"Tsinghua University was the first one in China, and also very likely in the world I think, that strictly followed the syllabus, and put all its courses except for a few experiential lessons online during the pandemic," Peng Gang, vice president of Tsinghua University, told CGTN in his office on Wednesday.
After the pandemic began and classrooms closed, Tsinghua University put all its courses online. Most students studied online throughout the entire spring semester. Now as the pandemic has eased in China, there are still students who can't return to campus, most of them living abroad. But they can watch and communicate with their teachers in real-time.
CGTN talked to one of them. Celine Jiang lives in the United States and has to get up very early because of the time difference. But she said she still prefers to follow her courses in real time. "Personally, I like to get engaged in class, to know what is going on at that time. So this semester, even though two of my classes are at 1:30 p.m. in the afternoon in China, that's like 12:30 or 1:30 a.m. here in the U.S., I'll just sleep earlier and wake up and still go to class," said Jiang.
It is a challenge for teachers as well. As vice president Peng put it, out of some 2,600 teachers at Tsinghua, only about 300 had experience with online teaching. "The coronavirus really caught us off guard, and we did all the arrangements and preparation in a hasty way. But luckily for Tsinghua, we managed to put almost every course online for the spring semester."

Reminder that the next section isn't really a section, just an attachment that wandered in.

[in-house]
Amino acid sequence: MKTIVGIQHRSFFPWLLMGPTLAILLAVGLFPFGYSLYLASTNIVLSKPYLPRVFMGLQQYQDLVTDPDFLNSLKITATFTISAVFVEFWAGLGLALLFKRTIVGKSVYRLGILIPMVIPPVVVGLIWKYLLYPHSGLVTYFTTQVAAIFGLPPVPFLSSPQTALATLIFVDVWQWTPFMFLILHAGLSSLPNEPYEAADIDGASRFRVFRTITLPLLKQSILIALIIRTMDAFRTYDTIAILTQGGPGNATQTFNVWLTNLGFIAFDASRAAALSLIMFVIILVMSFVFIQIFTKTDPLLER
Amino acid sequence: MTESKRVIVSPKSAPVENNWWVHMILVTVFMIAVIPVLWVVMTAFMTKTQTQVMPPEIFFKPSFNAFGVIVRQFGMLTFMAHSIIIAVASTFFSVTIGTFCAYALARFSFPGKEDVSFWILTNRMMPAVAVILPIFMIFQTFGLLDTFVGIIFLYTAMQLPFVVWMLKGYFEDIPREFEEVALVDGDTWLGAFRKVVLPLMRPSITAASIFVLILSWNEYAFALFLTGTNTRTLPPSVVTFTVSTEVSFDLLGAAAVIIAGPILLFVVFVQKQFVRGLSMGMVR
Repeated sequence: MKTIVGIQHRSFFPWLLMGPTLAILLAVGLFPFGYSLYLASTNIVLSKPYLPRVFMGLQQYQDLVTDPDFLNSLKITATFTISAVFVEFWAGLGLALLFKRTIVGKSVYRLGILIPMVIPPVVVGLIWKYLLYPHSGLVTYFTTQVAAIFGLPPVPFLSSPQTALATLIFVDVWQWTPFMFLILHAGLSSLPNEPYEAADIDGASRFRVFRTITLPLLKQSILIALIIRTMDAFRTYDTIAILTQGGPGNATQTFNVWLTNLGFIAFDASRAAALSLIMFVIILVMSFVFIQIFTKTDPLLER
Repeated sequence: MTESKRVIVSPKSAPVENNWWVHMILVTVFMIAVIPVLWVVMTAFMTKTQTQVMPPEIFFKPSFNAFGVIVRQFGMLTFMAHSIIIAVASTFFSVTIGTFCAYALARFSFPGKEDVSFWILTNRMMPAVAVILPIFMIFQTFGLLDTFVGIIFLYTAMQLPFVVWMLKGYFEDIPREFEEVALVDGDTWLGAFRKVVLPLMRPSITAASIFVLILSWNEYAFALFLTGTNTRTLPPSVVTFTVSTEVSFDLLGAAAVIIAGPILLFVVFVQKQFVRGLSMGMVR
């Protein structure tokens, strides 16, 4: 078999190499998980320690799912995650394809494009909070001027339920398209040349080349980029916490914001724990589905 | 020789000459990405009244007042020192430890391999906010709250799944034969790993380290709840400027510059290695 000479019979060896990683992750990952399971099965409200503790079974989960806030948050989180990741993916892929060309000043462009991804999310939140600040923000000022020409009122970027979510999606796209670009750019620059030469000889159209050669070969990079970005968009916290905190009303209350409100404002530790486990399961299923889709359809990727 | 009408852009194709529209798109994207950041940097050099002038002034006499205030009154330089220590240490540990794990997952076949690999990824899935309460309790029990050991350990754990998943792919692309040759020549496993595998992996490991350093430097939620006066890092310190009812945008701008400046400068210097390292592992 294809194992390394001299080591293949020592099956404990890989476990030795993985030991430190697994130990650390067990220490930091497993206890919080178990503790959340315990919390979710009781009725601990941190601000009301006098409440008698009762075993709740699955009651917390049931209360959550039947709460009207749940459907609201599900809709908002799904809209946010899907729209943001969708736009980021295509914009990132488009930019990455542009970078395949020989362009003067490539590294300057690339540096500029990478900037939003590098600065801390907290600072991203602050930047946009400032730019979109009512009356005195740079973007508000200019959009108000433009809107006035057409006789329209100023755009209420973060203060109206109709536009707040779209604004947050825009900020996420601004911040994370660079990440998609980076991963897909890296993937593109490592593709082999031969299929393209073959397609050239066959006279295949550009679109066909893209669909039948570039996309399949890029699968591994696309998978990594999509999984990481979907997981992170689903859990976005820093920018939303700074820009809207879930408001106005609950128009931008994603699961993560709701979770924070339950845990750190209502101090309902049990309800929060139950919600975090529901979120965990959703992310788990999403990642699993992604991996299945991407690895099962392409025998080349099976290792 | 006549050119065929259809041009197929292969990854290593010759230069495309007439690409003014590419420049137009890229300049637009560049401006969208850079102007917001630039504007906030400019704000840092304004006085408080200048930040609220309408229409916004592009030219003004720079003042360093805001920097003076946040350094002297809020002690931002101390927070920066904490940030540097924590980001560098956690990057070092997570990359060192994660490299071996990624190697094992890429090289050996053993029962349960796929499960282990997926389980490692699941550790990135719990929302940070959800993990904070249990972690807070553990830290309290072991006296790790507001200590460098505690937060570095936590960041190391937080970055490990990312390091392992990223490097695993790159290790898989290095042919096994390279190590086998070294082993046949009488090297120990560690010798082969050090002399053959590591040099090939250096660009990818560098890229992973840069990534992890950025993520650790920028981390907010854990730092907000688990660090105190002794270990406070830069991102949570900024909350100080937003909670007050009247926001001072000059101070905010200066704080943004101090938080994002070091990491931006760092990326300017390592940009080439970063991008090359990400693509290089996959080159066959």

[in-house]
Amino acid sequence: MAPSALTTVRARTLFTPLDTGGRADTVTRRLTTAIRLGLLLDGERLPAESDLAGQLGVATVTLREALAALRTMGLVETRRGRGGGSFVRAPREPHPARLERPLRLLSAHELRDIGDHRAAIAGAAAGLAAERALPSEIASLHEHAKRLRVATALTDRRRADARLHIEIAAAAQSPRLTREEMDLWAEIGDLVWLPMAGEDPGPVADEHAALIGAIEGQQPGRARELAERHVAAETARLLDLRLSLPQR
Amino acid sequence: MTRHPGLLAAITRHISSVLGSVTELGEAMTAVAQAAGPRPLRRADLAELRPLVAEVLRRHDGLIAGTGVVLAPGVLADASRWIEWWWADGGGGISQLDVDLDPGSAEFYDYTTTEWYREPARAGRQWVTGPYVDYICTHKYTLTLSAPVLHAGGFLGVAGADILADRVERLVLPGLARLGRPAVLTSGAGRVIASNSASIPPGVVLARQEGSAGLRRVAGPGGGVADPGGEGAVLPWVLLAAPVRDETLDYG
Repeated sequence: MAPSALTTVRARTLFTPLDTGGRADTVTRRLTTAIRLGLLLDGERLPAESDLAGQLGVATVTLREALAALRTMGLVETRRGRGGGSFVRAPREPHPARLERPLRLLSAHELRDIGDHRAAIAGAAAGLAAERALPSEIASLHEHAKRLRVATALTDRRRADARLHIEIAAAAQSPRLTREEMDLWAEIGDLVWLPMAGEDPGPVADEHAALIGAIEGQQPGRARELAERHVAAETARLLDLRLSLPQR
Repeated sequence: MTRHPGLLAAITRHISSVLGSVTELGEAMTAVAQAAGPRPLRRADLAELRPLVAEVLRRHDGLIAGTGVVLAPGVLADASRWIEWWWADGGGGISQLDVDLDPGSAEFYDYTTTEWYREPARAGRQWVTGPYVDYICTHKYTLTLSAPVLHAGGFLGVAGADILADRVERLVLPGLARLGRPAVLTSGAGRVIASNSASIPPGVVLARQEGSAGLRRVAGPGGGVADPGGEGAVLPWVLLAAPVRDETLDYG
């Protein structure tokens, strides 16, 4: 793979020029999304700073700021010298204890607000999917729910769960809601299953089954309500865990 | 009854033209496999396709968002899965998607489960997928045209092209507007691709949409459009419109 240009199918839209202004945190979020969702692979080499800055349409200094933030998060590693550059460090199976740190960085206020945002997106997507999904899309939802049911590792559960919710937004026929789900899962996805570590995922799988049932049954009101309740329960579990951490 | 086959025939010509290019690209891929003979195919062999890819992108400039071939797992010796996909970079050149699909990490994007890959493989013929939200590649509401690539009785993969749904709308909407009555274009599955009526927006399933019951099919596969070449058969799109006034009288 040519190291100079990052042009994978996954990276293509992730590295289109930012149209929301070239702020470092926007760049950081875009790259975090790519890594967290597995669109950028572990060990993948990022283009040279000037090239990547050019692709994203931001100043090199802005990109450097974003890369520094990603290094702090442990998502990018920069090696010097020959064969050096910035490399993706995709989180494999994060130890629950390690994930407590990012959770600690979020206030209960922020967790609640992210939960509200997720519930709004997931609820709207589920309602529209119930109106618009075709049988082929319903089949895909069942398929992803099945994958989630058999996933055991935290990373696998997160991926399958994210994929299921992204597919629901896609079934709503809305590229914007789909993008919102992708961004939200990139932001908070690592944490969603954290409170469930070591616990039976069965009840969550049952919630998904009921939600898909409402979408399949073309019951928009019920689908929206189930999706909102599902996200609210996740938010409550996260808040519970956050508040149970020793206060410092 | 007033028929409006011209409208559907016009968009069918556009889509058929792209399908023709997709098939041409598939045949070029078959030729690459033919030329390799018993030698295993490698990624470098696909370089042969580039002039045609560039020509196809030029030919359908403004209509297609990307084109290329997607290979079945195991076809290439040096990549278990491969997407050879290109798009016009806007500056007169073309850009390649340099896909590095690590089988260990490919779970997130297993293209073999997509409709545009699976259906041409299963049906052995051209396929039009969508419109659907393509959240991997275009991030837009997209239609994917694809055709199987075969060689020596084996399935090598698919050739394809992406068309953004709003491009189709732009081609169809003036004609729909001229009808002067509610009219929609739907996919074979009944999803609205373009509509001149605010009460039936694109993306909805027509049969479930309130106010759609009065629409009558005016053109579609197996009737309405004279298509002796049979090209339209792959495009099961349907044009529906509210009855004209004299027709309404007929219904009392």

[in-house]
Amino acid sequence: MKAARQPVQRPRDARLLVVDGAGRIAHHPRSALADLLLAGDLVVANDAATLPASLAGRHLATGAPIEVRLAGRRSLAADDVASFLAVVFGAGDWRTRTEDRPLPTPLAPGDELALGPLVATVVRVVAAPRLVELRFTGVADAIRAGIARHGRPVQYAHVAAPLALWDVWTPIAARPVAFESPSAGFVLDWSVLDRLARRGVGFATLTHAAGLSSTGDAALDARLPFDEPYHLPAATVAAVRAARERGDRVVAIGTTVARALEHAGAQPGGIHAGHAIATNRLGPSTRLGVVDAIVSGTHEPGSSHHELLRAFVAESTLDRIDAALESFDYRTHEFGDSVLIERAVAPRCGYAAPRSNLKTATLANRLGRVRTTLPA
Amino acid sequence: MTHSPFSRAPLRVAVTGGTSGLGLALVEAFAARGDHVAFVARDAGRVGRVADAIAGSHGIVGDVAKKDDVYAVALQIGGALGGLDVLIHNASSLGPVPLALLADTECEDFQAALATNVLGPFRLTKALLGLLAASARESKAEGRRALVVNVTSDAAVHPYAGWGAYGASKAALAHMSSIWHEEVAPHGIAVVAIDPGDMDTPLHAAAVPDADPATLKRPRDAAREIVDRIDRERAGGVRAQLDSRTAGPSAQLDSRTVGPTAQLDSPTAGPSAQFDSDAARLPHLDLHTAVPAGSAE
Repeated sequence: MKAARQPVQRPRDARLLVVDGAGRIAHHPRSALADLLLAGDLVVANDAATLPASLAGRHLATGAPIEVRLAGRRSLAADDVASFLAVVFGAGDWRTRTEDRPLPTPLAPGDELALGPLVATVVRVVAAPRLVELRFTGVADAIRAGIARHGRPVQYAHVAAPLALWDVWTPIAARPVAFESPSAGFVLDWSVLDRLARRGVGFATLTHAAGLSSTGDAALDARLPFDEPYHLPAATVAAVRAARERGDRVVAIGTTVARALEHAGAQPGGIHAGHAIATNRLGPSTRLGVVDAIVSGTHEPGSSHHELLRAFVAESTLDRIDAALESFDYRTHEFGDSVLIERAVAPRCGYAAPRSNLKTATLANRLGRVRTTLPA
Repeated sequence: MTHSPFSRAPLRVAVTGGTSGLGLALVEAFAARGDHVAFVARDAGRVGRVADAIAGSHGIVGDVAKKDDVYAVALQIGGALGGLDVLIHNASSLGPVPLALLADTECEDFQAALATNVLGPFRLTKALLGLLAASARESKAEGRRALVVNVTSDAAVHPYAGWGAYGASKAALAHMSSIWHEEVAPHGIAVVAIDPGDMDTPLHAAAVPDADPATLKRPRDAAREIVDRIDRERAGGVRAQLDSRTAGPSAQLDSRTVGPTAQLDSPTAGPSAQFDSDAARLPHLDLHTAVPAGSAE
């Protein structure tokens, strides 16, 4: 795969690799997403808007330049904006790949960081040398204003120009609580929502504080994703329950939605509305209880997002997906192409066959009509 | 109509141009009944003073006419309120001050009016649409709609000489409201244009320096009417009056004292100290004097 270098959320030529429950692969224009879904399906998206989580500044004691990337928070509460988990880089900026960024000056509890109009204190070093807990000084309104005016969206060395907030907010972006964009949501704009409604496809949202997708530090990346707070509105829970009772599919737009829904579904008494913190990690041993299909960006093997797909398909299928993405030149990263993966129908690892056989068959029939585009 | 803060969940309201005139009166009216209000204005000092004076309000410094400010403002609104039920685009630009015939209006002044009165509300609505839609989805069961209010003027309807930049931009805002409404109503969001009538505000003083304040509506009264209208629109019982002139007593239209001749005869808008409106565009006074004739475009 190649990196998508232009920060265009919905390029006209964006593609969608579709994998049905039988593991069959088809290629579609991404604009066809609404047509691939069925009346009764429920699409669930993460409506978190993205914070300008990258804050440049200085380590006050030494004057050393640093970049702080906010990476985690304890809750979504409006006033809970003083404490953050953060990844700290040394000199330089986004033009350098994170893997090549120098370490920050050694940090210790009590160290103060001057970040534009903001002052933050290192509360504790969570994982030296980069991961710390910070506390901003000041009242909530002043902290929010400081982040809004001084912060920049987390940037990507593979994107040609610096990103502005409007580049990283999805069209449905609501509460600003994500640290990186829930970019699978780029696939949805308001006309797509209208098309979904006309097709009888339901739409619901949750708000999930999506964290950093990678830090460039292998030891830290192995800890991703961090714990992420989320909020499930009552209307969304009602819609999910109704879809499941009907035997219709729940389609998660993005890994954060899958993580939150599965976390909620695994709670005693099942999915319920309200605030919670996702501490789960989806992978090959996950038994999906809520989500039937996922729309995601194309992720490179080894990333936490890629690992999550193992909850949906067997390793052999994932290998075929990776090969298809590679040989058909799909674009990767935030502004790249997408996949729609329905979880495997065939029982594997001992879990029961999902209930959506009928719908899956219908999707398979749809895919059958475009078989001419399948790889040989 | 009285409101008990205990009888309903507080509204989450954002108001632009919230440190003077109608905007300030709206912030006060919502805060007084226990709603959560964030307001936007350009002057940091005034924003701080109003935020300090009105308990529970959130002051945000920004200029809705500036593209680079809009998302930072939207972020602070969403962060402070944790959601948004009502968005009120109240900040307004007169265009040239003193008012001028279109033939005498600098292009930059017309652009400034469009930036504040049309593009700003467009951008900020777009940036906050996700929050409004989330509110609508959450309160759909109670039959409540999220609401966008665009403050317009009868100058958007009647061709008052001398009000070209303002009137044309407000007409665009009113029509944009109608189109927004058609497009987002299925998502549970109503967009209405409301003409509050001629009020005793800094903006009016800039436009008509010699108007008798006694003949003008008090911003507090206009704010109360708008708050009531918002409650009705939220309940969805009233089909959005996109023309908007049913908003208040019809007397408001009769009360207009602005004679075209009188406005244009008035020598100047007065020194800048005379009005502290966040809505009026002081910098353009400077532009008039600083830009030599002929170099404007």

Qian Jing is one teacher who had experience creating Massive Open Online Courses, or MOOCs. These are online teaching and learning networks that are open to anyone, free of charge. She has combined MOOCs with her online teaching.
"The advantage of online teaching is that it can be played back, and there are more channels for teacher-student interaction. In the past, due to time constraints, many students did not get the opportunity to ask questions. Online teaching provides multiple channels, such as live commenting and chat rooms. There are more channels for students to participate in teaching than in the past," said Qian.
Jiang is one of her students, and she agreed it was easier for her to follow up if she had access to playbacks of all her courses. It is also useful for students on campus who can go online to preview and review her lessons.
In the control room in Tsinghua, a huge screen shows live feeds of ongoing classes, many of them with more than 10 students studying online. The priority for people working in the control room is to keep the internet connection stable. New technology is also being tested, such as smart cameras that can follow the teacher's movement in real time. With such a high investment, the university hopes to build a permanent platform that will last after the pandemic is over.
"I think in general, online teaching is getting easier and more accessible and it provides equal opportunities to give people access to quality education," said Peng. "Many of my colleagues told me that our teaching will not go back to the old way when teachers and students become used to the new tools of online teaching, especially with its abundant means of communication and interaction."
Peng however also believes that face-to-face teaching and learning will still be key to universities such as Tsinghua, as "the message exchange between teachers and students beyond verbal language is essential and irreplaceable."